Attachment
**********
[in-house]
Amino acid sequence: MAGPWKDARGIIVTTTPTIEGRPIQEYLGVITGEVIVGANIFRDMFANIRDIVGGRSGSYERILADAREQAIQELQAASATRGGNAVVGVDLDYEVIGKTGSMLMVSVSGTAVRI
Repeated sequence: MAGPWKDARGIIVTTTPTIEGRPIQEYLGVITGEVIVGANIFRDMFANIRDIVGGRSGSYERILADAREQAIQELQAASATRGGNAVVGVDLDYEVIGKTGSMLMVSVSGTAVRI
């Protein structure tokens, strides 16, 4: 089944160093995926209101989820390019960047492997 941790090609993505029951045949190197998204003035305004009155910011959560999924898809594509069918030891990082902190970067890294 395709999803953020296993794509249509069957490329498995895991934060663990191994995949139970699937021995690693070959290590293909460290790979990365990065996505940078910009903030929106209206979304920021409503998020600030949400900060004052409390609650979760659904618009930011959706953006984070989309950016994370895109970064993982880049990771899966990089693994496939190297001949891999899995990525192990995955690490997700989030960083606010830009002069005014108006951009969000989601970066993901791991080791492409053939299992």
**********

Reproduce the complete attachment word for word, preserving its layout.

[in-house]
Amino acid sequence: MAGPWKDARGIIVTTTPTIEGRPIQEYLGVITGEVIVGANIFRDMFANIRDIVGGRSGSYERILADAREQAIQELQAASATRGGNAVVGVDLDYEVIGKTGSMLMVSVSGTAVRI
Repeated sequence: MAGPWKDARGIIVTTTPTIEGRPIQEYLGVITGEVIVGANIFRDMFANIRDIVGGRSGSYERILADAREQAIQELQAASATRGGNAVVGVDLDYEVIGKTGSMLMVSVSGTAVRI
């Protein structure tokens, strides 16, 4: 089944160093995926209101989820390019960047492997 941790090609993505029951045949190197998204003035305004009155910011959560999924898809594509069918030891990082902190970067890294 395709999803953020296993794509249509069957490329498995895991934060663990191994995949139970699937021995690693070959290590293909460290790979990365990065996505940078910009903030929106209206979304920021409503998020600030949400900060004052409390609650979760659904618009930011959706953006984070989309950016994370895109970064993982880049990771899966990089693994496939190297001949891999899995990525192990995955690490997700989030960083606010830009002069005014108006951009969000989601970066993901791991080791492409053939299992």